• Social Investment Unit: The Government has established the Social Investment Unit to identify which elements of Social Investment need to be centralised and which operational matters will stay within agencies. This Unit is tasked with setting data and evaluation standards and developing methods for estimating return on investment for selected spending and is currently creating an information exchange that aims to allow safe sharing of data between agencies to support better decision making. 
  • Government use of sensitive information: The Minster commented that social Investment raises questions about which licence the Government has to use sensitive information. Accordingly, the Government plans to hold a discussion with the New Zealand public lead by the Data Futures Partnership (the independent cross-sector group created by Government to develop innovative solutions to data-use issues), about the acceptable use of sensitive information later this year.
  • Modernising Government: The Government is setting up systems which generate data to inform the Government’s decisions on where to invest, and evaluate the projects that are invested in. Further, the Minister commented that having a rolling programme of major transformation projects is the “new normal”, and predicted it will stay this way for years to come. The current pipeline of work includes the Inland Revenue Department’s billion dollar Business Transformation programme, and the simplification programmes at the Accident Compensation Corporation and the Ministry of Social Development. Further, there is now a Government Investment Portfolio team in The Treasury that provides investment management support across the public sector.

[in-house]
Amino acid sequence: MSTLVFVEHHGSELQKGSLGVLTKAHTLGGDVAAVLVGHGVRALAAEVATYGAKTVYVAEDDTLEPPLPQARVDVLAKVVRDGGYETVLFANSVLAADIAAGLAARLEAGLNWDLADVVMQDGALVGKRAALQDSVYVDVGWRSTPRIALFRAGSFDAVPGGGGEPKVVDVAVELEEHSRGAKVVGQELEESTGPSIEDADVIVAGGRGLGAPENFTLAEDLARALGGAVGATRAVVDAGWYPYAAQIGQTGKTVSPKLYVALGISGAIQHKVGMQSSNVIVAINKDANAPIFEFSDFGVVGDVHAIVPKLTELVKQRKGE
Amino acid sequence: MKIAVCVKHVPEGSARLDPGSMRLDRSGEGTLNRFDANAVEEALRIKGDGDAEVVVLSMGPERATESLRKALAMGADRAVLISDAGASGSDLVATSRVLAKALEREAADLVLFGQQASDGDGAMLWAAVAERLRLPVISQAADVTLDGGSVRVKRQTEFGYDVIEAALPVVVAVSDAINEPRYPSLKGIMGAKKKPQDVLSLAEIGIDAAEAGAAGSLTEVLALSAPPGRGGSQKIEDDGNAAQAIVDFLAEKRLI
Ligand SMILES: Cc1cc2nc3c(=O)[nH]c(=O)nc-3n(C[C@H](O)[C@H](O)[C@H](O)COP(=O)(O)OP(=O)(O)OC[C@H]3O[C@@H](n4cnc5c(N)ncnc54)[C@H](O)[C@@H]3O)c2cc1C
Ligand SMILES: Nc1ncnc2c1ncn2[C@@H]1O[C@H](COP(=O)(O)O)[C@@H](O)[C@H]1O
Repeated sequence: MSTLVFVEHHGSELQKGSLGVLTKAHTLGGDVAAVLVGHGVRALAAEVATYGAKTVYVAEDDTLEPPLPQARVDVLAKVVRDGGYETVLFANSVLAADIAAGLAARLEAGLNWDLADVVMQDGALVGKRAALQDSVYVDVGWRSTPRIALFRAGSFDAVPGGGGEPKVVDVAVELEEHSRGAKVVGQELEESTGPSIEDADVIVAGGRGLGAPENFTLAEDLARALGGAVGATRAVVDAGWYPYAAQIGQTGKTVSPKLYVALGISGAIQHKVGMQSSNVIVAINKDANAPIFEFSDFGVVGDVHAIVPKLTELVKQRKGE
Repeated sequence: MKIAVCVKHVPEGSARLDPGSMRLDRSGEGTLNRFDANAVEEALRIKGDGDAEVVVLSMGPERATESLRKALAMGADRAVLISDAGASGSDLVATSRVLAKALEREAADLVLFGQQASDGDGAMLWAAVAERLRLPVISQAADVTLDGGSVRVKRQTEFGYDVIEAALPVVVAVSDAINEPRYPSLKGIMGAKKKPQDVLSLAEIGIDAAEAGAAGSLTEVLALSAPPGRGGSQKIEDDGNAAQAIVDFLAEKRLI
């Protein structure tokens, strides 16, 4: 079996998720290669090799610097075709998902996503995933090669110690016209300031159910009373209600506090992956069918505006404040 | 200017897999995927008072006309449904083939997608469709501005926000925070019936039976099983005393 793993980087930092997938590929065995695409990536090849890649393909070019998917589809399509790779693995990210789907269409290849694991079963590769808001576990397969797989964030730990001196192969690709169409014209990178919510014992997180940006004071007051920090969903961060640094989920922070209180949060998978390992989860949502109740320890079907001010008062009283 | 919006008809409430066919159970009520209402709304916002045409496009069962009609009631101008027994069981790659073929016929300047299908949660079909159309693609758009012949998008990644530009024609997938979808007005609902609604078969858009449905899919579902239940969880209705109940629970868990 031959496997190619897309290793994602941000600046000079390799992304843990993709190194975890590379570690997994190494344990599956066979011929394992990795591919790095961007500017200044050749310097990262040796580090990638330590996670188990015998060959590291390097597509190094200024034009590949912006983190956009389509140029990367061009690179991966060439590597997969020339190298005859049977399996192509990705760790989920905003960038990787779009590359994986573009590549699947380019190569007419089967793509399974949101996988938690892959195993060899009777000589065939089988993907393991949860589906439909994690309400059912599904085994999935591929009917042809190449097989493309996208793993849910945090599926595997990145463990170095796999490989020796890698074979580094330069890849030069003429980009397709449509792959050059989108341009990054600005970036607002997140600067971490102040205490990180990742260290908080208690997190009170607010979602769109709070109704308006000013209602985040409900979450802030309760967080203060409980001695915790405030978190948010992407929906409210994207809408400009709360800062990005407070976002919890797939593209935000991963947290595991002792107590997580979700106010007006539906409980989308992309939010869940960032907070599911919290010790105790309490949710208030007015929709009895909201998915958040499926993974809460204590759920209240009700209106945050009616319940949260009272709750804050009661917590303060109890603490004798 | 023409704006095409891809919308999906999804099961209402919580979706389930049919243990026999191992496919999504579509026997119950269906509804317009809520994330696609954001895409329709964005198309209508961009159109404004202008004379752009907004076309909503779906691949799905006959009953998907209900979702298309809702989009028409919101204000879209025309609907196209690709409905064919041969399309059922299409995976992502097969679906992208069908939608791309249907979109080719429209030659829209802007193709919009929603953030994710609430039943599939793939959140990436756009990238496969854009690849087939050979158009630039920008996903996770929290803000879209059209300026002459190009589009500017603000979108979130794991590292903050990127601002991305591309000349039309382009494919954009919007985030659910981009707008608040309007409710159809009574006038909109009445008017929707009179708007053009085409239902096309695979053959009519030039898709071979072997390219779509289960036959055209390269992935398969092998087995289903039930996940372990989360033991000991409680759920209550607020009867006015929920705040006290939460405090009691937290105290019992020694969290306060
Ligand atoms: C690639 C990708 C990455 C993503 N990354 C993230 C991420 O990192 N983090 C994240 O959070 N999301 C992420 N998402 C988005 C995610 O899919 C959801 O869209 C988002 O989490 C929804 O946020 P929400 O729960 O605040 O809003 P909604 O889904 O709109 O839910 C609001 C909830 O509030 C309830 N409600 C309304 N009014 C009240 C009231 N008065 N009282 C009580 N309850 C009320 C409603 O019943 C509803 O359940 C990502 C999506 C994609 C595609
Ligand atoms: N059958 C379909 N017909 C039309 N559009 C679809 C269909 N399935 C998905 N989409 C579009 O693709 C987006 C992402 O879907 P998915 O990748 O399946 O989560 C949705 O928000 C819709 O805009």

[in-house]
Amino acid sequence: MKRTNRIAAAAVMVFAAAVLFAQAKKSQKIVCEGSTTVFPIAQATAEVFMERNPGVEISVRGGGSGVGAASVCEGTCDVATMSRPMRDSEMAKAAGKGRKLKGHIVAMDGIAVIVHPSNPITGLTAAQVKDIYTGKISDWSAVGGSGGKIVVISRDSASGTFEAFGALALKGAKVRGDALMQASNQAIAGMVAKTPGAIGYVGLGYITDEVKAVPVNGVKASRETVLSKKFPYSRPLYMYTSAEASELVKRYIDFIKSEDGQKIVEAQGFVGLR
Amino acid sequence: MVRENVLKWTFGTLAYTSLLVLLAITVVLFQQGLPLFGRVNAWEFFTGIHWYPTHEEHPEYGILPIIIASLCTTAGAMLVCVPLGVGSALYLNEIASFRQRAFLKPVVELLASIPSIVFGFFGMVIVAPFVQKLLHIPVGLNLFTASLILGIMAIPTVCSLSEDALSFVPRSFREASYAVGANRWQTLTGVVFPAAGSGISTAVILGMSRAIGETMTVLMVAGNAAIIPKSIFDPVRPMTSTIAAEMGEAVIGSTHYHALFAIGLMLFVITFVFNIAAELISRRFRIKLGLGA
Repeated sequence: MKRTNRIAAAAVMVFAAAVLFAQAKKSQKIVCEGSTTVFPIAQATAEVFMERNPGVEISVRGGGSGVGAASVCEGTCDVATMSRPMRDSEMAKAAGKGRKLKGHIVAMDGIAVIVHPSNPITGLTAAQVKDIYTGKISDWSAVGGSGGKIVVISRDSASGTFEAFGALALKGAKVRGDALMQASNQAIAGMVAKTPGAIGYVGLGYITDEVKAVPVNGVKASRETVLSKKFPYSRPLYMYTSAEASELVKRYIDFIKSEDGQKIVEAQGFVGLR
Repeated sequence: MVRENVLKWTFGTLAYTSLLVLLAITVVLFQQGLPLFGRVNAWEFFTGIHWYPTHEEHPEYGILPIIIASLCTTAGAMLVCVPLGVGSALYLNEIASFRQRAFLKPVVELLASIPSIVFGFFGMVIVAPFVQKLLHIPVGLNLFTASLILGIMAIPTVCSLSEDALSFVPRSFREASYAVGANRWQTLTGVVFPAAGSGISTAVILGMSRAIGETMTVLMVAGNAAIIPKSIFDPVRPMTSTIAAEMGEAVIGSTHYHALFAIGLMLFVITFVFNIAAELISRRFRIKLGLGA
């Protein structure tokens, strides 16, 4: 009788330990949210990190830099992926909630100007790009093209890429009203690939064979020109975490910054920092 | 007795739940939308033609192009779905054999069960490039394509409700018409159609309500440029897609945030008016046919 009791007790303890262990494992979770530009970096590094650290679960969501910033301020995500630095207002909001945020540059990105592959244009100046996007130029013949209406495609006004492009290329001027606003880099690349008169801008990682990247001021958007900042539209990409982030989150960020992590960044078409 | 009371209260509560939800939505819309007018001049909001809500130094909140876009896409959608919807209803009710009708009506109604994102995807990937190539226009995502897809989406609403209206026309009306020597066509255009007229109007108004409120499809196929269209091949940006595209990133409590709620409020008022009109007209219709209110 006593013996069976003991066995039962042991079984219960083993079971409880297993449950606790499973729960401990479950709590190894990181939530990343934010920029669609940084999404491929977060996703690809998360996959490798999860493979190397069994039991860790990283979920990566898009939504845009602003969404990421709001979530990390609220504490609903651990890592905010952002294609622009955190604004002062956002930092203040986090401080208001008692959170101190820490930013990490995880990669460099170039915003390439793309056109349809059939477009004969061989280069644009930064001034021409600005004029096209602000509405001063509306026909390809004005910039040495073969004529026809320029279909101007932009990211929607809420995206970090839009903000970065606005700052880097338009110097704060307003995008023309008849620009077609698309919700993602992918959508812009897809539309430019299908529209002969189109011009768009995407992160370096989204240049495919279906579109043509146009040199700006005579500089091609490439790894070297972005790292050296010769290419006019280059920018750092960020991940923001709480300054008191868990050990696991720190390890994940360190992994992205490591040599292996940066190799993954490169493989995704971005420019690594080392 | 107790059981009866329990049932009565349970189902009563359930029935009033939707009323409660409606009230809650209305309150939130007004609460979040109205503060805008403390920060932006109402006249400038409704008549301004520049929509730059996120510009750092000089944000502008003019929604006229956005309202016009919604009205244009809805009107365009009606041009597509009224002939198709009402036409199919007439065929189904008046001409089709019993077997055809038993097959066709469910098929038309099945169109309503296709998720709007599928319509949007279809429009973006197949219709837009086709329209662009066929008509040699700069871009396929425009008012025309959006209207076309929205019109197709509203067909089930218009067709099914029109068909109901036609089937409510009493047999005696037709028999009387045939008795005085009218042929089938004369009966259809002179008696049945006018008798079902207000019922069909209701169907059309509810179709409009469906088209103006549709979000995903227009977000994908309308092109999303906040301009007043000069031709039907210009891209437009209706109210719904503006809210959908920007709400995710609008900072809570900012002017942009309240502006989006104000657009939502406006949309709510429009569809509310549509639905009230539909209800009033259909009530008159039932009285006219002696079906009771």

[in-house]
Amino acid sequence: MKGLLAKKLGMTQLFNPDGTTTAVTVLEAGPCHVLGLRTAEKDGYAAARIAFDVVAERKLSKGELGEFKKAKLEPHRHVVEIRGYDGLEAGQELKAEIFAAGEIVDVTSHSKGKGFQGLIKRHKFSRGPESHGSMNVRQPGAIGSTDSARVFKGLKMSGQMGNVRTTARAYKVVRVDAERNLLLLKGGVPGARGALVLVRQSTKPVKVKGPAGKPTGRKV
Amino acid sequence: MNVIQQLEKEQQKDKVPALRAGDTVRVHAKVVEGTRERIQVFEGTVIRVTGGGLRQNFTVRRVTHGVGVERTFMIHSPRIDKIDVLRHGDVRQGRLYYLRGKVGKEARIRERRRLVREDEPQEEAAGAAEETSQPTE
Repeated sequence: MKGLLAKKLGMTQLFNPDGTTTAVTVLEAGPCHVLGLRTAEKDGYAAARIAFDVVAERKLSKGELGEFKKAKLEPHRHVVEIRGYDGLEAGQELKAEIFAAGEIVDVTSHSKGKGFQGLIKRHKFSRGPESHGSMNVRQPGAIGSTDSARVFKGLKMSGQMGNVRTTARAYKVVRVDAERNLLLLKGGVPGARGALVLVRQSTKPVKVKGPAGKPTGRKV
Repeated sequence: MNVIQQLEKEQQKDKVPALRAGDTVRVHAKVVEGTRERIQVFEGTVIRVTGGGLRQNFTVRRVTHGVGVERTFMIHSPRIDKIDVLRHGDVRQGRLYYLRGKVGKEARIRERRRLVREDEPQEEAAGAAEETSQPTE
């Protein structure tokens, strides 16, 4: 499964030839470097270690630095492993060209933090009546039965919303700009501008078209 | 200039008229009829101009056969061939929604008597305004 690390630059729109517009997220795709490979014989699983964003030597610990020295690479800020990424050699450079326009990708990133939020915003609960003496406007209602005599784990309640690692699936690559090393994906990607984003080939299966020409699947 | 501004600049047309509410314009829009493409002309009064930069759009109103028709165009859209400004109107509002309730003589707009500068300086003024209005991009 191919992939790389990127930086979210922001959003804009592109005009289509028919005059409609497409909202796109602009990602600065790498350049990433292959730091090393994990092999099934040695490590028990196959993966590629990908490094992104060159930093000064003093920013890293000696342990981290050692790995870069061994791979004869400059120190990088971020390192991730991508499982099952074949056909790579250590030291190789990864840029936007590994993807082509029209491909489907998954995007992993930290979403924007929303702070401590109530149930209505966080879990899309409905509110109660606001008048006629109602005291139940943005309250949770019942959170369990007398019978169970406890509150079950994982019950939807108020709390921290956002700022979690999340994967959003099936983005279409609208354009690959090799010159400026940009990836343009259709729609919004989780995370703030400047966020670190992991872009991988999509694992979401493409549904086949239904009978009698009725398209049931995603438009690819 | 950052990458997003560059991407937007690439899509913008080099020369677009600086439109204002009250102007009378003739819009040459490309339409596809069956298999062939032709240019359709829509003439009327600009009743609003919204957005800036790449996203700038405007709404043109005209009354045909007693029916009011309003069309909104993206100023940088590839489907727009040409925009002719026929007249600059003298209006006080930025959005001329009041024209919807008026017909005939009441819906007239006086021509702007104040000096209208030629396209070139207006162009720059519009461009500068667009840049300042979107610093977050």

A transcript of the address can be found here.

Prime Ministers speak at the Australia-New Zealand Leaders’ Meeting

The Prime Ministers of Australia and New Zealand, Hon Malcolm Turnbull and Rt Hon John Key, met for the annual Australia-New Zealand Leaders’ meeting in Sydney on 19 February.

The Prime Ministers addressed immigration, defence, cyber security and trade matters in their Joint Statement following the meeting.

Key points from the Joint Statement include:

  • Australia will offer a pathway to citizenship for New Zealand long-term residents of Australia who arrived in Australia between 26 February 2001 and 19 February 2016, if they meet certain criteria. The pathway will be implemented from 1 July 2017.